Paraguayan council recommends readjustment of minimum wage and Venezuelan MP’s plan a lobby to overcome last hurdle towards Mercosur.
This week, Paraguay’s Consejo Nacional de Salarios Minimos (National Council for Minimum Wage – Conasam) reacted to workers’ demands and voted in favour of a minimum wage increase (no exact amount was specified), recommending the executive branch take the necessary steps towards its readjustment.
According to Labour director Filemón Delvalle – who voted for this initiative based on the principle of ‘equality and compensation’ – the government should change the minimum wage mainly because the last two readjustments during Lugo’s administration cut workers’ wallets by 4,1%.
The single vote cast against this decree came from a spokesman for the business sector, Aniano Ramón Onué. Onué argues that as this year’s inflation (9,8%) did not reach the 10% limit since its last increase, there is no legal basis (as prescribed by the Labour Code) for such demands.
On Friday, negotiations took place between President Fernando Lugo, a team of economists which accompanied him and five labour unions. Workers demanded an increase between 15 and 32%, threatening to go on strike if the government failed to yield to these numbers.
Lugo and his team put their foot down for an increase between 10 and 15%, which did not appease the unions, and as a result the meeting was adjourned until next Monday.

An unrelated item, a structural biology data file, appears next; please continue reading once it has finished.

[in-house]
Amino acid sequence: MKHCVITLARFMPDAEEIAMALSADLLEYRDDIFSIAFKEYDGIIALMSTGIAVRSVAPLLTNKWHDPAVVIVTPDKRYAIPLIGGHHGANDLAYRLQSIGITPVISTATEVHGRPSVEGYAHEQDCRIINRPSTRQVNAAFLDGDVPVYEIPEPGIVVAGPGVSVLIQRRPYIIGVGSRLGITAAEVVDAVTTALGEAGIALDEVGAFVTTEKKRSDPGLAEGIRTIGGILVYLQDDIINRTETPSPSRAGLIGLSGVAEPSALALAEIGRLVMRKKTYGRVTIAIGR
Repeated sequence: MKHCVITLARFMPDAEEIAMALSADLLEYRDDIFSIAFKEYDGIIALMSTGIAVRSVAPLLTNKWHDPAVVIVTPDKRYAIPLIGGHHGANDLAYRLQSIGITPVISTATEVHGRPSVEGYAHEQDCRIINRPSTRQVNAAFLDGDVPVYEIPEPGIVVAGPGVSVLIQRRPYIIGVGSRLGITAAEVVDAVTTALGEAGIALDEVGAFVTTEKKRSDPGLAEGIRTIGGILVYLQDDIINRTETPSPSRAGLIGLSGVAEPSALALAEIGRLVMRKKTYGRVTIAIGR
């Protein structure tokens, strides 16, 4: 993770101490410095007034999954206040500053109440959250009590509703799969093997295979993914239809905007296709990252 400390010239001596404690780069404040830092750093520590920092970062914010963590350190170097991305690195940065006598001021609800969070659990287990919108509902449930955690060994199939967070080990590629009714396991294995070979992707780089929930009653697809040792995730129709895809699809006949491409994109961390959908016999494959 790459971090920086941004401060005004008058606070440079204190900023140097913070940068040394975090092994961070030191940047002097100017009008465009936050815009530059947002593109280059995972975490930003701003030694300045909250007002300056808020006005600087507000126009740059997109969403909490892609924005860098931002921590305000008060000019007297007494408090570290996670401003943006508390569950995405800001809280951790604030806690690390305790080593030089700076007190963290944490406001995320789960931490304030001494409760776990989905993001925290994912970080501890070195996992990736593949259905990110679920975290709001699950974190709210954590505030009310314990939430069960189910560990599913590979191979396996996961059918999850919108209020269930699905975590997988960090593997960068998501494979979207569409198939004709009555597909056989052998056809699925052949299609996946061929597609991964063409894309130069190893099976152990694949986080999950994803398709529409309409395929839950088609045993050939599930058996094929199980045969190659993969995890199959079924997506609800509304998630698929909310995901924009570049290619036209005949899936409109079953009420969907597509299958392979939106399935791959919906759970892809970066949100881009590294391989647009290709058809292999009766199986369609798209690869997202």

In Paraguay, the concept of minimum wage only applies to the private sector. It is currently set at US$373 (1,507,484 guaranís), but only 15% of the country’s workforce operates under the minimum wage regimen.
When it comes to domestic workers (i.e. the occupation of 2 out of every 10 women in Paraguay), for instance, their actual minimum wage is usually 60% less. Furthermore, in 2001 the World Bank estimated that 36% of the population had an income which was below the poverty line.
This silent majority presents a social framework of precarity against which the private sector’s minimum wage can be easily translated into ‘high earnings’ within the national context, seeing as it represents almost double the average salary (US$150-200).
With only 15% of a ‘highly-paid’ work force (according to Paraguayan standards) to satisfy, the government’s unwillingness to yield to the 15-32% increase is unsurprising.
It becomes even less surprising with the revelation that unions in Paraguay hold considerably less power than in other Latin American nations such as Argentina – it only has 7 labour unions, with less than 100,000 members in total.
In other news, members of the Venezuelan parliament are looking to create a lobby in Paraguay for the long awaited integration of their country into the Mercado Común del Sur (Southern Common Market – Mercosur).
Starting around May 2011, this would involve a constant ‘debate’ with the Paraguayan Senate, as the president of the Venezuelan Parliament Rodrigo Cabezas stated, adding that the ‘political and technical aspects of the negotiation’ would be handled by the chancellor Nicolás Maduro.
As Pulsamerica reported last month, the Paraguayan Congress remains the last hurdle for the full integration of Venezuela, since Brazil, Argentina and Uruguay have already formalized their support for the initiative.